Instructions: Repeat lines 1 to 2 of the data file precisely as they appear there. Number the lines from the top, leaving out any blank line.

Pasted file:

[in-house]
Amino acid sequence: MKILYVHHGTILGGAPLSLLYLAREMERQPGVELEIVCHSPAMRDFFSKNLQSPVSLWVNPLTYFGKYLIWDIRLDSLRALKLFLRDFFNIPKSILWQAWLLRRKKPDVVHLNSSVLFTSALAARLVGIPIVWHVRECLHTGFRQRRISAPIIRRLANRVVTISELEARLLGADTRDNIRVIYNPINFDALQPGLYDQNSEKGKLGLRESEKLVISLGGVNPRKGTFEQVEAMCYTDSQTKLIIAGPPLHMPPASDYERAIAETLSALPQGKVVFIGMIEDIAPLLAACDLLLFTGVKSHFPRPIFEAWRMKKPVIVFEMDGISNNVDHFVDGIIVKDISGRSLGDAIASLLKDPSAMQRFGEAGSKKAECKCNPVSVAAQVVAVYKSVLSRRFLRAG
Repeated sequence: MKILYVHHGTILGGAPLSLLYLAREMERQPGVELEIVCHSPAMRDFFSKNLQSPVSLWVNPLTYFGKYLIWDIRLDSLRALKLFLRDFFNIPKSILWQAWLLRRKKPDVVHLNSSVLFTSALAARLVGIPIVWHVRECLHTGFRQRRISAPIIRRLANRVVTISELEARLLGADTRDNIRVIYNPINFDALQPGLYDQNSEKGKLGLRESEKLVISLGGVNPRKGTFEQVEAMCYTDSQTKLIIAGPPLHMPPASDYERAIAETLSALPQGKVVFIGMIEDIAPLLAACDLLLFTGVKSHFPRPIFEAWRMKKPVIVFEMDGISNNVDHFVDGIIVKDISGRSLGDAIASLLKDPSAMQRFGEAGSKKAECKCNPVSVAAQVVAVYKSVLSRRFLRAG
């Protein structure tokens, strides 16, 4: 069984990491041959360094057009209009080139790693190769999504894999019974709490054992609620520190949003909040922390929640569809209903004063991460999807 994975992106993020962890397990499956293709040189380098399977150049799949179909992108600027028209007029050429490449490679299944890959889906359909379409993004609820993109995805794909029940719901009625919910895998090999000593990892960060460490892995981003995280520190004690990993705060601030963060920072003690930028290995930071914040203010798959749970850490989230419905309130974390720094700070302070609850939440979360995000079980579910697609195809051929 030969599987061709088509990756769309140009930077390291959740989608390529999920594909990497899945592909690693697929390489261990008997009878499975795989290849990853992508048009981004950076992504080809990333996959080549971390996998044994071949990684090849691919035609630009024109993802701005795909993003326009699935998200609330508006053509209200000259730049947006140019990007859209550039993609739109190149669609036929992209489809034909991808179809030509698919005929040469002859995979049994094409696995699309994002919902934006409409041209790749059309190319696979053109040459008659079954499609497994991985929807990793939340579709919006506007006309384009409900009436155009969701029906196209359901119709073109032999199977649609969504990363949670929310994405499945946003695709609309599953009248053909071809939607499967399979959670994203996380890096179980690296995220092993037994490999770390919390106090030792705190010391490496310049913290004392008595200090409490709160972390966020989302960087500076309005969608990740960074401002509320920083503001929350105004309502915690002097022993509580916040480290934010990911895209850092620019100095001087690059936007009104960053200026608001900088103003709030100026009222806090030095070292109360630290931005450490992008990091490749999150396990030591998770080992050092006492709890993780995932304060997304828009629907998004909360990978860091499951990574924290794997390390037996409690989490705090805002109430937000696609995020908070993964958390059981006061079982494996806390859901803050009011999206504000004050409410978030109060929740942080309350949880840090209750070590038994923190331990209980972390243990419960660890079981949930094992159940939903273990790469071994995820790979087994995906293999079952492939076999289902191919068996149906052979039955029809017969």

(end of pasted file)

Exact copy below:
[in-house]
Amino acid sequence: MKILYVHHGTILGGAPLSLLYLAREMERQPGVELEIVCHSPAMRDFFSKNLQSPVSLWVNPLTYFGKYLIWDIRLDSLRALKLFLRDFFNIPKSILWQAWLLRRKKPDVVHLNSSVLFTSALAARLVGIPIVWHVRECLHTGFRQRRISAPIIRRLANRVVTISELEARLLGADTRDNIRVIYNPINFDALQPGLYDQNSEKGKLGLRESEKLVISLGGVNPRKGTFEQVEAMCYTDSQTKLIIAGPPLHMPPASDYERAIAETLSALPQGKVVFIGMIEDIAPLLAACDLLLFTGVKSHFPRPIFEAWRMKKPVIVFEMDGISNNVDHFVDGIIVKDISGRSLGDAIASLLKDPSAMQRFGEAGSKKAECKCNPVSVAAQVVAVYKSVLSRRFLRAG